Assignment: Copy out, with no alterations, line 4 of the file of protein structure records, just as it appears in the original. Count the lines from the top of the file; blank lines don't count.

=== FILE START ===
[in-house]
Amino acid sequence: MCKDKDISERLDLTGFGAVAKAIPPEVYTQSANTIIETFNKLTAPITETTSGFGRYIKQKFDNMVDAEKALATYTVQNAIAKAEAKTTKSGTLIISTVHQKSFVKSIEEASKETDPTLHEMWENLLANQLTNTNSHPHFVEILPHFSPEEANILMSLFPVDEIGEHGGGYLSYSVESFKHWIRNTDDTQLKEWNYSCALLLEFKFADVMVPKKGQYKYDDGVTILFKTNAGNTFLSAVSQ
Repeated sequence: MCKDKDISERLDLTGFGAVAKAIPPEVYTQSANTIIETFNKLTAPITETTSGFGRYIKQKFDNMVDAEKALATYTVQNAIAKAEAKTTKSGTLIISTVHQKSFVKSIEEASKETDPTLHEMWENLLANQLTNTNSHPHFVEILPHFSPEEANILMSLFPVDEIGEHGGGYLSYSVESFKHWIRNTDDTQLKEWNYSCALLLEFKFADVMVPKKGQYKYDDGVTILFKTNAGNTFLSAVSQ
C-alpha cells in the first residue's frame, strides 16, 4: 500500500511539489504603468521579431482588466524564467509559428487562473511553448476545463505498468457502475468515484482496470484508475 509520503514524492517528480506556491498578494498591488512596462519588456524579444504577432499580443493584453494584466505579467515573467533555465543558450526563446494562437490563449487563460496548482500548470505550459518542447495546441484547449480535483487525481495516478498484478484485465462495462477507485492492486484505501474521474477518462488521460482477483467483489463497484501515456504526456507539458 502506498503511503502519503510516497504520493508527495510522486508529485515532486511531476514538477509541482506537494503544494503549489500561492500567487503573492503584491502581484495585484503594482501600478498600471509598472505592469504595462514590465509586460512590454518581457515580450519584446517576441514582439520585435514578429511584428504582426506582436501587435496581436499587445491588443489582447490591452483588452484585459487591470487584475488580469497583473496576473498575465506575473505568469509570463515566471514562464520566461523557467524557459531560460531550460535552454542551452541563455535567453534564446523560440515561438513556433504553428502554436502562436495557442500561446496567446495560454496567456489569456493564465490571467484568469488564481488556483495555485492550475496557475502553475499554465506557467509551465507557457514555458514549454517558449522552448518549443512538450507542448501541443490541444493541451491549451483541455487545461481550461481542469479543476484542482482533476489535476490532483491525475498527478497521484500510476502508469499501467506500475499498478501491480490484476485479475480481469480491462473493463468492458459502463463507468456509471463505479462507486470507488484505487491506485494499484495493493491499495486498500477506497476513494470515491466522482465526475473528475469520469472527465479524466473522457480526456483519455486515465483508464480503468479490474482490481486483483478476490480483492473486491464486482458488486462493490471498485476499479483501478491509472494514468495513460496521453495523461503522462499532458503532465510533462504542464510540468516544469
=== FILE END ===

C-alpha cells in the first residue's frame, strides 16, 4: 500500500511539489504603468521579431482588466524564467509559428487562473511553448476545463505498468457502475468515484482496470484508475 509520503514524492517528480506556491498578494498591488512596462519588456524579444504577432499580443493584453494584466505579467515573467533555465543558450526563446494562437490563449487563460496548482500548470505550459518542447495546441484547449480535483487525481495516478498484478484485465462495462477507485492492486484505501474521474477518462488521460482477483467483489463497484501515456504526456507539458 502506498503511503502519503510516497504520493508527495510522486508529485515532486511531476514538477509541482506537494503544494503549489500561492500567487503573492503584491502581484495585484503594482501600478498600471509598472505592469504595462514590465509586460512590454518581457515580450519584446517576441514582439520585435514578429511584428504582426506582436501587435496581436499587445491588443489582447490591452483588452484585459487591470487584475488580469497583473496576473498575465506575473505568469509570463515566471514562464520566461523557467524557459531560460531550460535552454542551452541563455535567453534564446523560440515561438513556433504553428502554436502562436495557442500561446496567446495560454496567456489569456493564465490571467484568469488564481488556483495555485492550475496557475502553475499554465506557467509551465507557457514555458514549454517558449522552448518549443512538450507542448501541443490541444493541451491549451483541455487545461481550461481542469479543476484542482482533476489535476490532483491525475498527478497521484500510476502508469499501467506500475499498478501491480490484476485479475480481469480491462473493463468492458459502463463507468456509471463505479462507486470507488484505487491506485494499484495493493491499495486498500477506497476513494470515491466522482465526475473528475469520469472527465479524466473522457480526456483519455486515465483508464480503468479490474482490481486483483478476490480483492473486491464486482458488486462493490471498485476499479483501478491509472494514468495513460496521453495523461503522462499532458503532465510533462504542464510540468516544469